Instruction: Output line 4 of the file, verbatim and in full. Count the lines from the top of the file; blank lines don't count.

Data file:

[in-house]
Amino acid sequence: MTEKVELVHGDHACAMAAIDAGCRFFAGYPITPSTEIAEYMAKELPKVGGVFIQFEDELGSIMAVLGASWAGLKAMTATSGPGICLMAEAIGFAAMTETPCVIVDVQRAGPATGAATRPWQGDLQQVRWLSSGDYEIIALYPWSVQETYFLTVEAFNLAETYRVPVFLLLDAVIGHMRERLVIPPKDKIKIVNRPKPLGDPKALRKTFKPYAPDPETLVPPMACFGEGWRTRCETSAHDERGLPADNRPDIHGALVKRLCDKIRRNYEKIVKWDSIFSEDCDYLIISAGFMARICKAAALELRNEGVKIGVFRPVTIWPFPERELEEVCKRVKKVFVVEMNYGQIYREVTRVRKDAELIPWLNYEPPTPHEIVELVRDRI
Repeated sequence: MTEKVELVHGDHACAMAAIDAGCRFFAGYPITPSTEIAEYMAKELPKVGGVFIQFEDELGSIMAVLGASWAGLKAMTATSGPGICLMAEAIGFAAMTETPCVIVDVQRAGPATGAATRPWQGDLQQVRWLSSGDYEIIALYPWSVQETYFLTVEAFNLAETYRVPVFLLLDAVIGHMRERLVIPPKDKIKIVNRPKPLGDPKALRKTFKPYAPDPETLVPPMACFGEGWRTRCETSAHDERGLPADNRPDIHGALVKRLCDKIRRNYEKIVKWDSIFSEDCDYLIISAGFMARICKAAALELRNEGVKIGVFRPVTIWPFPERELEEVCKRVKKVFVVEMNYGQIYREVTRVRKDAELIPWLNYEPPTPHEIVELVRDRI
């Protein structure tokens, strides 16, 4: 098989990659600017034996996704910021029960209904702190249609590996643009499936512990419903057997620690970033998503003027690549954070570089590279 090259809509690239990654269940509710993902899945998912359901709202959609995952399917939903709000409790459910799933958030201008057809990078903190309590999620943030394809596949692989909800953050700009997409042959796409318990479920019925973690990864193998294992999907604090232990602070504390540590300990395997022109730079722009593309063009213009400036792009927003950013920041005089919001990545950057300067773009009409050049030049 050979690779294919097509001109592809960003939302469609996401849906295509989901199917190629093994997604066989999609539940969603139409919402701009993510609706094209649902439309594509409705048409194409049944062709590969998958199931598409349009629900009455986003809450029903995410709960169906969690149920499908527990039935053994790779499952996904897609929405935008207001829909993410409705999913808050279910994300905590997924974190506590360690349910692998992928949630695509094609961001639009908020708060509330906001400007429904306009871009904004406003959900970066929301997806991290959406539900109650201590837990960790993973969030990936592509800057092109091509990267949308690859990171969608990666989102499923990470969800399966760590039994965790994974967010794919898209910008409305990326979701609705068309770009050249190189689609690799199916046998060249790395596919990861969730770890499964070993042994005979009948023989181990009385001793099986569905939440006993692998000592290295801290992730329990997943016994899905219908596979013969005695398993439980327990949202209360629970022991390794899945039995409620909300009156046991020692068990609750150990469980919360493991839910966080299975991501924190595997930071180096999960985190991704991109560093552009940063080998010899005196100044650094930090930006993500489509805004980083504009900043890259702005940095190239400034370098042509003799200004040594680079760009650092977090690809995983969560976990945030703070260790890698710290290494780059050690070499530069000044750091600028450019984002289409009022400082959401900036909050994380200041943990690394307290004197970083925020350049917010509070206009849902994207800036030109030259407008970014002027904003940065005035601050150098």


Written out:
């Protein structure tokens, strides 16, 4: 098989990659600017034996996704910021029960209904702190249609590996643009499936512990419903057997620690970033998503003027690549954070570089590279 090259809509690239990654269940509710993902899945998912359901709202959609995952399917939903709000409790459910799933958030201008057809990078903190309590999620943030394809596949692989909800953050700009997409042959796409318990479920019925973690990864193998294992999907604090232990602070504390540590300990395997022109730079722009593309063009213009400036792009927003950013920041005089919001990545950057300067773009009409050049030049 050979690779294919097509001109592809960003939302469609996401849906295509989901199917190629093994997604066989999609539940969603139409919402701009993510609706094209649902439309594509409705048409194409049944062709590969998958199931598409349009629900009455986003809450029903995410709960169906969690149920499908527990039935053994790779499952996904897609929405935008207001829909993410409705999913808050279910994300905590997924974190506590360690349910692998992928949630695509094609961001639009908020708060509330906001400007429904306009871009904004406003959900970066929301997806991290959406539900109650201590837990960790993973969030990936592509800057092109091509990267949308690859990171969608990666989102499923990470969800399966760590039994965790994974967010794919898209910008409305990326979701609705068309770009050249190189689609690799199916046998060249790395596919990861969730770890499964070993042994005979009948023989181990009385001793099986569905939440006993692998000592290295801290992730329990997943016994899905219908596979013969005695398993439980327990949202209360629970022991390794899945039995409620909300009156046991020692068990609750150990469980919360493991839910966080299975991501924190595997930071180096999960985190991704991109560093552009940063080998010899005196100044650094930090930006993500489509805004980083504009900043890259702005940095190239400034370098042509003799200004040594680079760009650092977090690809995983969560976990945030703070260790890698710290290494780059050690070499530069000044750091600028450019984002289409009022400082959401900036909050994380200041943990690394307290004197970083925020350049917010509070206009849902994207800036030109030259407008970014002027904003940065005035601050150098």